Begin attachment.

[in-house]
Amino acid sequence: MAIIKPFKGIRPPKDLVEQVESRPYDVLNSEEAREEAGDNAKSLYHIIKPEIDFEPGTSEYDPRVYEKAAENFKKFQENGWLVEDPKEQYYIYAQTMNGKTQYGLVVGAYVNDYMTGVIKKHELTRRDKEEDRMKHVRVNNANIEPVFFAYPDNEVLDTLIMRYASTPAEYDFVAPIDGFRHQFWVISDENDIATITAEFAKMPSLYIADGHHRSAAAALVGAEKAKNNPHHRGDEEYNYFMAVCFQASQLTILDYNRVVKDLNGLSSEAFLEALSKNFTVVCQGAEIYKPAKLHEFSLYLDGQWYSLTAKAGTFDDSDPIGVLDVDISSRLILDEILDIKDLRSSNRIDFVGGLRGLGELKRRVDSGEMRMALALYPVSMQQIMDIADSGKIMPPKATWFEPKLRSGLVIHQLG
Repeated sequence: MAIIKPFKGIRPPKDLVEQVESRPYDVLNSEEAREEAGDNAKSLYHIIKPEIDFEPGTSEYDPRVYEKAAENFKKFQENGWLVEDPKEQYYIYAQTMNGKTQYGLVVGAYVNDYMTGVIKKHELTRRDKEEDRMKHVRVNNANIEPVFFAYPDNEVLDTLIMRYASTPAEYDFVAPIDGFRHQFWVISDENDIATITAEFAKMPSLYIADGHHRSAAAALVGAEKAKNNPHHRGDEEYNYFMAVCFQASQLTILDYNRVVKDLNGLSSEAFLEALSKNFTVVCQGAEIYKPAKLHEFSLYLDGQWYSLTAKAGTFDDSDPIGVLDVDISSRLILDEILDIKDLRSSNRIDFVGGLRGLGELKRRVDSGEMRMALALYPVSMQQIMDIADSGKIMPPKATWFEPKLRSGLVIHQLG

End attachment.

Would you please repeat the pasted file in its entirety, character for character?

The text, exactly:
[in-house]
Amino acid sequence: MAIIKPFKGIRPPKDLVEQVESRPYDVLNSEEAREEAGDNAKSLYHIIKPEIDFEPGTSEYDPRVYEKAAENFKKFQENGWLVEDPKEQYYIYAQTMNGKTQYGLVVGAYVNDYMTGVIKKHELTRRDKEEDRMKHVRVNNANIEPVFFAYPDNEVLDTLIMRYASTPAEYDFVAPIDGFRHQFWVISDENDIATITAEFAKMPSLYIADGHHRSAAAALVGAEKAKNNPHHRGDEEYNYFMAVCFQASQLTILDYNRVVKDLNGLSSEAFLEALSKNFTVVCQGAEIYKPAKLHEFSLYLDGQWYSLTAKAGTFDDSDPIGVLDVDISSRLILDEILDIKDLRSSNRIDFVGGLRGLGELKRRVDSGEMRMALALYPVSMQQIMDIADSGKIMPPKATWFEPKLRSGLVIHQLG
Repeated sequence: MAIIKPFKGIRPPKDLVEQVESRPYDVLNSEEAREEAGDNAKSLYHIIKPEIDFEPGTSEYDPRVYEKAAENFKKFQENGWLVEDPKEQYYIYAQTMNGKTQYGLVVGAYVNDYMTGVIKKHELTRRDKEEDRMKHVRVNNANIEPVFFAYPDNEVLDTLIMRYASTPAEYDFVAPIDGFRHQFWVISDENDIATITAEFAKMPSLYIADGHHRSAAAALVGAEKAKNNPHHRGDEEYNYFMAVCFQASQLTILDYNRVVKDLNGLSSEAFLEALSKNFTVVCQGAEIYKPAKLHEFSLYLDGQWYSLTAKAGTFDDSDPIGVLDVDISSRLILDEILDIKDLRSSNRIDFVGGLRGLGELKRRVDSGEMRMALALYPVSMQQIMDIADSGKIMPPKATWFEPKLRSGLVIHQLG